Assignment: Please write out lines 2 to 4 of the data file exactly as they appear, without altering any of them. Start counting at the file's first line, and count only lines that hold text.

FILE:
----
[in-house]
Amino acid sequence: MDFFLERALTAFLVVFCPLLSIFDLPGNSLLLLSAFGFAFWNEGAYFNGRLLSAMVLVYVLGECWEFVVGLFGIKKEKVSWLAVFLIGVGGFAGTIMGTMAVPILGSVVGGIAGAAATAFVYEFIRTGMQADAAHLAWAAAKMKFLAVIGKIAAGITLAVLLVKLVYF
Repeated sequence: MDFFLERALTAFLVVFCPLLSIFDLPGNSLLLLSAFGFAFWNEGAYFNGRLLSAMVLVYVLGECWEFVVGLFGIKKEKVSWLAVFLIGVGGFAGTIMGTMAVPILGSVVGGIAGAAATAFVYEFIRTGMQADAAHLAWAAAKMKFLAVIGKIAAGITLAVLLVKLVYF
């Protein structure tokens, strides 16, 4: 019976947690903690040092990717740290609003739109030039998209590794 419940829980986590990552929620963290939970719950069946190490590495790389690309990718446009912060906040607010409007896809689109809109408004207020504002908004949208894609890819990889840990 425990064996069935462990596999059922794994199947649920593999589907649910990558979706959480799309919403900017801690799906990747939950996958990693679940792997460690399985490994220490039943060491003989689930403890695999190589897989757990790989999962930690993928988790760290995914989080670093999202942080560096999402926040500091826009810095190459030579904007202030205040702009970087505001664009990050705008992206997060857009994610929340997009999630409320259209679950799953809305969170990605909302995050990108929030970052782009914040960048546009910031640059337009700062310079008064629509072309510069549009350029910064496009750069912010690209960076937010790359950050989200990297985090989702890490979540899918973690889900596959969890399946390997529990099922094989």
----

Amino acid sequence: MDFFLERALTAFLVVFCPLLSIFDLPGNSLLLLSAFGFAFWNEGAYFNGRLLSAMVLVYVLGECWEFVVGLFGIKKEKVSWLAVFLIGVGGFAGTIMGTMAVPILGSVVGGIAGAAATAFVYEFIRTGMQADAAHLAWAAAKMKFLAVIGKIAAGITLAVLLVKLVYF
Repeated sequence: MDFFLERALTAFLVVFCPLLSIFDLPGNSLLLLSAFGFAFWNEGAYFNGRLLSAMVLVYVLGECWEFVVGLFGIKKEKVSWLAVFLIGVGGFAGTIMGTMAVPILGSVVGGIAGAAATAFVYEFIRTGMQADAAHLAWAAAKMKFLAVIGKIAAGITLAVLLVKLVYF
């Protein structure tokens, strides 16, 4: 019976947690903690040092990717740290609003739109030039998209590794 419940829980986590990552929620963290939970719950069946190490590495790389690309990718446009912060906040607010409007896809689109809109408004207020504002908004949208894609890819990889840990 425990064996069935462990596999059922794994199947649920593999589907649910990558979706959480799309919403900017801690799906990747939950996958990693679940792997460690399985490994220490039943060491003989689930403890695999190589897989757990790989999962930690993928988790760290995914989080670093999202942080560096999402926040500091826009810095190459030579904007202030205040702009970087505001664009990050705008992206997060857009994610929340997009999630409320259209679950799953809305969170990605909302995050990108929030970052782009914040960048546009910031640059337009700062310079008064629509072309510069549009350029910064496009750069912010690209960076937010790359950050989200990297985090989702890490979540899918973690889900596959969890399946390997529990099922094989």